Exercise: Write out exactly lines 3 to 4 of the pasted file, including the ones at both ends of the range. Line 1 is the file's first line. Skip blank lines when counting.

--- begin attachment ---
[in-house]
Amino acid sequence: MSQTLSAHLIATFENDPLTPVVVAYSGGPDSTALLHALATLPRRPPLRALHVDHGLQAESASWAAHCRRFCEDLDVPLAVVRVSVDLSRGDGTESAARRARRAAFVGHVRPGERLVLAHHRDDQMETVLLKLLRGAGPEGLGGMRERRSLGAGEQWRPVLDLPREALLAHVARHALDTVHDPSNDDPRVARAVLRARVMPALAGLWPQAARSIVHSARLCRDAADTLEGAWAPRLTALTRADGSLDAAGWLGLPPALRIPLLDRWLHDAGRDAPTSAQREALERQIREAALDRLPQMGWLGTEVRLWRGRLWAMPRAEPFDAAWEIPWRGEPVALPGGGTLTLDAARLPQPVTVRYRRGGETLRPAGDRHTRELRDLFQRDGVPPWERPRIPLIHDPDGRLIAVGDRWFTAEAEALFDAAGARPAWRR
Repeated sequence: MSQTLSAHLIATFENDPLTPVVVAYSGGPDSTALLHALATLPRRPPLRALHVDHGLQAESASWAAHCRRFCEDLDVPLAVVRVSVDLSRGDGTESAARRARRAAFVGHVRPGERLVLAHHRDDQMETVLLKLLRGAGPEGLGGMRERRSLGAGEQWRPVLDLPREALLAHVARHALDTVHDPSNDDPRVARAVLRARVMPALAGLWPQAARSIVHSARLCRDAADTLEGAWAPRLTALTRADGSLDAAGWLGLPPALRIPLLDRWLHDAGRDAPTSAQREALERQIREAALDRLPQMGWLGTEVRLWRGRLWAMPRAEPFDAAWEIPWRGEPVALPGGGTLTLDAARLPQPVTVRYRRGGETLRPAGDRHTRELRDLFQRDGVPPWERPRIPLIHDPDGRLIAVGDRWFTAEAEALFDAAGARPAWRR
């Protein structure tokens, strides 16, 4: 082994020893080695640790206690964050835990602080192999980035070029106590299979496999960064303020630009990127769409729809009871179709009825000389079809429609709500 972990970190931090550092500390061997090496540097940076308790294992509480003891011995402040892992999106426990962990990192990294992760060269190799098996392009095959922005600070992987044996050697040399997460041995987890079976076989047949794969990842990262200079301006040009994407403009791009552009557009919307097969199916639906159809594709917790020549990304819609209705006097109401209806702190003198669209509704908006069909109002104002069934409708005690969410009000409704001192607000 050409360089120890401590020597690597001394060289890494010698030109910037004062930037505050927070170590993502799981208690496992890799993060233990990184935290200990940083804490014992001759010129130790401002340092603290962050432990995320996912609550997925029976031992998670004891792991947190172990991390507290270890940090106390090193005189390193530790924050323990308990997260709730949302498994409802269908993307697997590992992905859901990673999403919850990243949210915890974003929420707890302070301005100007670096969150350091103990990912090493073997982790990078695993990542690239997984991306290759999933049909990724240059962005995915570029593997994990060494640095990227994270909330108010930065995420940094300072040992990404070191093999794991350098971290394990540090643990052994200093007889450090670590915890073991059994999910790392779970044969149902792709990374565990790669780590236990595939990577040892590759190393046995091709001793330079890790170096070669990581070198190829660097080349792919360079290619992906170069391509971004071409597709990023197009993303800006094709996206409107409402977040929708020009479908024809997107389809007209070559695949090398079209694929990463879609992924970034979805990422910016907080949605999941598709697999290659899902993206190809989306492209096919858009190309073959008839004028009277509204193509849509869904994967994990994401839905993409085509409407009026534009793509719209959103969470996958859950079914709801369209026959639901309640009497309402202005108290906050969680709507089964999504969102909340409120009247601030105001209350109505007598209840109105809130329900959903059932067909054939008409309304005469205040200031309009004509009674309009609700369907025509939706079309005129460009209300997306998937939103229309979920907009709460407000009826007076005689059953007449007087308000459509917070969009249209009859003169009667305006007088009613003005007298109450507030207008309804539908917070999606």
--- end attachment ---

Repeated sequence: MSQTLSAHLIATFENDPLTPVVVAYSGGPDSTALLHALATLPRRPPLRALHVDHGLQAESASWAAHCRRFCEDLDVPLAVVRVSVDLSRGDGTESAARRARRAAFVGHVRPGERLVLAHHRDDQMETVLLKLLRGAGPEGLGGMRERRSLGAGEQWRPVLDLPREALLAHVARHALDTVHDPSNDDPRVARAVLRARVMPALAGLWPQAARSIVHSARLCRDAADTLEGAWAPRLTALTRADGSLDAAGWLGLPPALRIPLLDRWLHDAGRDAPTSAQREALERQIREAALDRLPQMGWLGTEVRLWRGRLWAMPRAEPFDAAWEIPWRGEPVALPGGGTLTLDAARLPQPVTVRYRRGGETLRPAGDRHTRELRDLFQRDGVPPWERPRIPLIHDPDGRLIAVGDRWFTAEAEALFDAAGARPAWRR
């Protein structure tokens, strides 16, 4: 082994020893080695640790206690964050835990602080192999980035070029106590299979496999960064303020630009990127769409729809009871179709009825000389079809429609709500 972990970190931090550092500390061997090496540097940076308790294992509480003891011995402040892992999106426990962990990192990294992760060269190799098996392009095959922005600070992987044996050697040399997460041995987890079976076989047949794969990842990262200079301006040009994407403009791009552009557009919307097969199916639906159809594709917790020549990304819609209705006097109401209806702190003198669209509704908006069909109002104002069934409708005690969410009000409704001192607000 050409360089120890401590020597690597001394060289890494010698030109910037004062930037505050927070170590993502799981208690496992890799993060233990990184935290200990940083804490014992001759010129130790401002340092603290962050432990995320996912609550997925029976031992998670004891792991947190172990991390507290270890940090106390090193005189390193530790924050323990308990997260709730949302498994409802269908993307697997590992992905859901990673999403919850990243949210915890974003929420707890302070301005100007670096969150350091103990990912090493073997982790990078695993990542690239997984991306290759999933049909990724240059962005995915570029593997994990060494640095990227994270909330108010930065995420940094300072040992990404070191093999794991350098971290394990540090643990052994200093007889450090670590915890073991059994999910790392779970044969149902792709990374565990790669780590236990595939990577040892590759190393046995091709001793330079890790170096070669990581070198190829660097080349792919360079290619992906170069391509971004071409597709990023197009993303800006094709996206409107409402977040929708020009479908024809997107389809007209070559695949090398079209694929990463879609992924970034979805990422910016907080949605999941598709697999290659899902993206190809989306492209096919858009190309073959008839004028009277509204193509849509869904994967994990994401839905993409085509409407009026534009793509719209959103969470996958859950079914709801369209026959639901309640009497309402202005108290906050969680709507089964999504969102909340409120009247601030105001209350109505007598209840109105809130329900959903059932067909054939008409309304005469205040200031309009004509009674309009609700369907025509939706079309005129460009209300997306998937939103229309979920907009709460407000009826007076005689059953007449007087308000459509917070969009249209009859003169009667305006007088009613003005007298109450507030207008309804539908917070999606």